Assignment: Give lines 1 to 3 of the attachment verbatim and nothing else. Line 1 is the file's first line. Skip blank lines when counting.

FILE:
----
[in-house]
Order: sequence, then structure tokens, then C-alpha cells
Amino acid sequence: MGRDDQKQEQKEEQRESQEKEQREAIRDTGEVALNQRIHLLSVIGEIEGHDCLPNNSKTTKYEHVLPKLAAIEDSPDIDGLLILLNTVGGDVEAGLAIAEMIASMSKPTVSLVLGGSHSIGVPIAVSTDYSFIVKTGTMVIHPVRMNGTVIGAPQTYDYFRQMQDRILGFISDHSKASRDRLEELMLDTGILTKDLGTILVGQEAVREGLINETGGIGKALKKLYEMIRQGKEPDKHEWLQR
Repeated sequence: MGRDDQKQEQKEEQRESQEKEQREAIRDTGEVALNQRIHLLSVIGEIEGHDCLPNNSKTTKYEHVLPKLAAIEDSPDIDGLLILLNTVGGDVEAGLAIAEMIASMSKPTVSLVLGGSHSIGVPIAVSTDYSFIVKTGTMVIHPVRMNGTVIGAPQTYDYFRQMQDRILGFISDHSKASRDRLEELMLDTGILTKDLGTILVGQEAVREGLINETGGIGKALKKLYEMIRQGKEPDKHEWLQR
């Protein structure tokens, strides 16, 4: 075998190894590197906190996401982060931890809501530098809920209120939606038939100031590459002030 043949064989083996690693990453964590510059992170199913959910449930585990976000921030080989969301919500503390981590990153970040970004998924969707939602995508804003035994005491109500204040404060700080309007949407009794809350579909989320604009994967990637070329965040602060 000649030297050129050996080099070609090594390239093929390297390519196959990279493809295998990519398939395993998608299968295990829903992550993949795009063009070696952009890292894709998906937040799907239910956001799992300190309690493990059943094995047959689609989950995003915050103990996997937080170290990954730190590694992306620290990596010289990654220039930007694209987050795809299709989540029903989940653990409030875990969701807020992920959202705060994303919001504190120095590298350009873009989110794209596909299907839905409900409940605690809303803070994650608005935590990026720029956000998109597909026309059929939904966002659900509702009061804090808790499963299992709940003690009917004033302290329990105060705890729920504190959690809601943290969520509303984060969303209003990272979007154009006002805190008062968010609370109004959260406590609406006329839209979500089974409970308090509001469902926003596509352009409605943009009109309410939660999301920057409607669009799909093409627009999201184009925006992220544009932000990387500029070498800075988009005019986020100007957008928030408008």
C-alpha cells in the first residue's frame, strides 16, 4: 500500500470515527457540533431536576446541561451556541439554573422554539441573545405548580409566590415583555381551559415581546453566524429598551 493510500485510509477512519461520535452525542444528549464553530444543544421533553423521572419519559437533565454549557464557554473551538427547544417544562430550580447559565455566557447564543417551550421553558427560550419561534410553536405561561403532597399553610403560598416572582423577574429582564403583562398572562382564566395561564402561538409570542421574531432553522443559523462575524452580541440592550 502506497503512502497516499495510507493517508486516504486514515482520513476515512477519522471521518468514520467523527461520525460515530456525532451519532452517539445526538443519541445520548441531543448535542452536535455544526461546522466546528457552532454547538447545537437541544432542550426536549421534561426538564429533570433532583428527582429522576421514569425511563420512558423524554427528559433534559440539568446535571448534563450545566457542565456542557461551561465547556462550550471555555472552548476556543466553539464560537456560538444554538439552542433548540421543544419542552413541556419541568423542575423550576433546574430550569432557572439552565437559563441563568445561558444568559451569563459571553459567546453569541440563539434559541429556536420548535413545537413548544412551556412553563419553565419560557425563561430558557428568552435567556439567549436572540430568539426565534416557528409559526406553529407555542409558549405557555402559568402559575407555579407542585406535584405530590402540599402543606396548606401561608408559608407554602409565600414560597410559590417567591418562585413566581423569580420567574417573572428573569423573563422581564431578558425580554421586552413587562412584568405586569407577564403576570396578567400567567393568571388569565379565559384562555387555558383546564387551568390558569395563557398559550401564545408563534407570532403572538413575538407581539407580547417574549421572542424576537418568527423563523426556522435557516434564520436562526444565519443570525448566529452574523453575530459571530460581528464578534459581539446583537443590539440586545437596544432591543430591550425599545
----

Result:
[in-house]
Order: sequence, then structure tokens, then C-alpha cells
Amino acid sequence: MGRDDQKQEQKEEQRESQEKEQREAIRDTGEVALNQRIHLLSVIGEIEGHDCLPNNSKTTKYEHVLPKLAAIEDSPDIDGLLILLNTVGGDVEAGLAIAEMIASMSKPTVSLVLGGSHSIGVPIAVSTDYSFIVKTGTMVIHPVRMNGTVIGAPQTYDYFRQMQDRILGFISDHSKASRDRLEELMLDTGILTKDLGTILVGQEAVREGLINETGGIGKALKKLYEMIRQGKEPDKHEWLQR